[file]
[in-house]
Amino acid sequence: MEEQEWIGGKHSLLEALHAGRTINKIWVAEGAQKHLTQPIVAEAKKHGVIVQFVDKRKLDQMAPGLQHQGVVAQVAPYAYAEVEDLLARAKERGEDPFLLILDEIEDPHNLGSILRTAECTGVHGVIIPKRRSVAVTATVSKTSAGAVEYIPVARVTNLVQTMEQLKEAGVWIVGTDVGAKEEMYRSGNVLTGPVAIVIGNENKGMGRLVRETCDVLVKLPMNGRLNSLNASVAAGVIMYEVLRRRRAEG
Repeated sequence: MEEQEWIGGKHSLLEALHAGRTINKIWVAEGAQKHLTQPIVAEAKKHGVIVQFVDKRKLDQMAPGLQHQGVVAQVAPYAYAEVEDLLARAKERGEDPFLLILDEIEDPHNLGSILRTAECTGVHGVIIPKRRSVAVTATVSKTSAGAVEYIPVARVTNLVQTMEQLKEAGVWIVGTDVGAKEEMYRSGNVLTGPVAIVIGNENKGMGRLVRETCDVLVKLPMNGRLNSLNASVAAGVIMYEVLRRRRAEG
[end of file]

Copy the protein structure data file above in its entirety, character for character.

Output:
[in-house]
Amino acid sequence: MEEQEWIGGKHSLLEALHAGRTINKIWVAEGAQKHLTQPIVAEAKKHGVIVQFVDKRKLDQMAPGLQHQGVVAQVAPYAYAEVEDLLARAKERGEDPFLLILDEIEDPHNLGSILRTAECTGVHGVIIPKRRSVAVTATVSKTSAGAVEYIPVARVTNLVQTMEQLKEAGVWIVGTDVGAKEEMYRSGNVLTGPVAIVIGNENKGMGRLVRETCDVLVKLPMNGRLNSLNASVAAGVIMYEVLRRRRAEG
Repeated sequence: MEEQEWIGGKHSLLEALHAGRTINKIWVAEGAQKHLTQPIVAEAKKHGVIVQFVDKRKLDQMAPGLQHQGVVAQVAPYAYAEVEDLLARAKERGEDPFLLILDEIEDPHNLGSILRTAECTGVHGVIIPKRRSVAVTATVSKTSAGAVEYIPVARVTNLVQTMEQLKEAGVWIVGTDVGAKEEMYRSGNVLTGPVAIVIGNENKGMGRLVRETCDVLVKLPMNGRLNSLNASVAAGVIMYEVLRRRRAEG